A new collaboration between Social Farms & Gardens and LEAF Education aims to make care farming more accessible for teachers and education referrers.
Care farming now has a permanent presence on the Countryside Classroom website, led by LEAF Education and involving 32 partner organisations. The website is a free online hub of teaching resources, people to ask, and places to visit designed to enable teachers to use food, farming and the natural environment in and out of the classroom. With hundreds of contributors, Countryside Classroom is an important place for teachers to find free high-quality educational support.
The new care farming pages feature an overview of why care farming works so well for young people, a video, a searchable map and case studies. Teachers and education referrers can now learn more about care farming and search for care farms in their local area.
Dr Rachel Bragg, Care Farming Development Manager at Social Farms & Gardens, said: “We hope that the Countryside Classroom resources will help education professionals understand the hugely positive impact that care farming and green care services can have on young people and their education. We want to make it easier for students who might be struggling with mainstream education to be referred to local care farms and benefit from their life-changing services.”
Carl Edwards, Director, Education and Public Engagement at LEAF added: “We are incredibly pleased to see the addition of care farming on the Countryside Classroom website – care farms have so much to offer schools. Raising the awareness of what care farms can deliver to mainstream schools can only benefit young people. As part of this work we reached out to SENCOs across England who are all amazed at what care farms can offer their pupils and are keen to access the many benefits they have to offer.”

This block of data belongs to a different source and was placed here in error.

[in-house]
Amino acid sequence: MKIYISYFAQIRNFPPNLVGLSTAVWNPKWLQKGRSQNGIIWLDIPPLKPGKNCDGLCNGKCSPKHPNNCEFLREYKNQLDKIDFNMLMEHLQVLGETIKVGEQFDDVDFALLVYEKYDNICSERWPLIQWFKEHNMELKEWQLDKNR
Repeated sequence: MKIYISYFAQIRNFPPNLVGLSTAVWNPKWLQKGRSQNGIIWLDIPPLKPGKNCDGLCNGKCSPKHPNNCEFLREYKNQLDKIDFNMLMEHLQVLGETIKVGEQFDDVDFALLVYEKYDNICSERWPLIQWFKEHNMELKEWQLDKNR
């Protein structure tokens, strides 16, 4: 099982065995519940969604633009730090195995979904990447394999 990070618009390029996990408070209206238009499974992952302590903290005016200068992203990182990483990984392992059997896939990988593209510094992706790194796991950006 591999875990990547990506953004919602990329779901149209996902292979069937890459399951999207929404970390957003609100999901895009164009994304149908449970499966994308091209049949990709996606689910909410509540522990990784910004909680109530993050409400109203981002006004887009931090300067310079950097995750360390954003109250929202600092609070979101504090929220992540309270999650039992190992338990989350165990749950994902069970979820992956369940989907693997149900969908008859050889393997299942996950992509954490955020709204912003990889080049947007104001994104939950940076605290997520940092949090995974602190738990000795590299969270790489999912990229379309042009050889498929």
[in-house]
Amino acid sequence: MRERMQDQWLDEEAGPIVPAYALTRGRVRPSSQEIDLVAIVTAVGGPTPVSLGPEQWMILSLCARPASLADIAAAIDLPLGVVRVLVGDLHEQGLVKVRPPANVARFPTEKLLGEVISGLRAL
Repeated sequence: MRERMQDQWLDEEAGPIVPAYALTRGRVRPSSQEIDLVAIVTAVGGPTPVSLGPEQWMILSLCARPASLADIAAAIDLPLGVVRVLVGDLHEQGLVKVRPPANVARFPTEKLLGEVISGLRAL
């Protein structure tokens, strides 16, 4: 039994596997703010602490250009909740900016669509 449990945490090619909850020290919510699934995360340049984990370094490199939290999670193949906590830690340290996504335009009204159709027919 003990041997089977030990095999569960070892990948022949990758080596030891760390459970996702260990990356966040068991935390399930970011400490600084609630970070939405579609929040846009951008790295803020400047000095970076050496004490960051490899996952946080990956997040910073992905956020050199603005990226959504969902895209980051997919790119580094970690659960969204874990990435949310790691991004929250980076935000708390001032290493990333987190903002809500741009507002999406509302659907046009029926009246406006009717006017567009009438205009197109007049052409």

Care farming is one of a range of nature-based interventions available in the UK that can boost prospects and change lives. Through a supervised, structured programme of farming activity, people can improve health and wellbeing or gain qualifications and skills.
Over half of UK care farms work with young people with Autism Spectrum Disorders and learning difficulties or as part of Alternative Provision, with 40% working with under 18s with learning disabilities, mental ill health or physical disabilities. Referrals to care farms can be part of SEND, part of an Education, Health and Care Plan (EHCP) or as Alternative Education Provision. Care farms also help young people with mental health and wellbeing or rehabilitation.
The Countryside Classroom care farming pages represent a collaboration between Countryside Classroom partners and Growing Care Farming. Growing Care Farming (GCF) aims to increase access to health, care and educational services on care farms.
GCF is delivered by Social Farms & Gardens in partnership with Thrive and is part of the government funded Children and Nature Programme. Please visit www.farmgarden.org.uk/gcf for more information.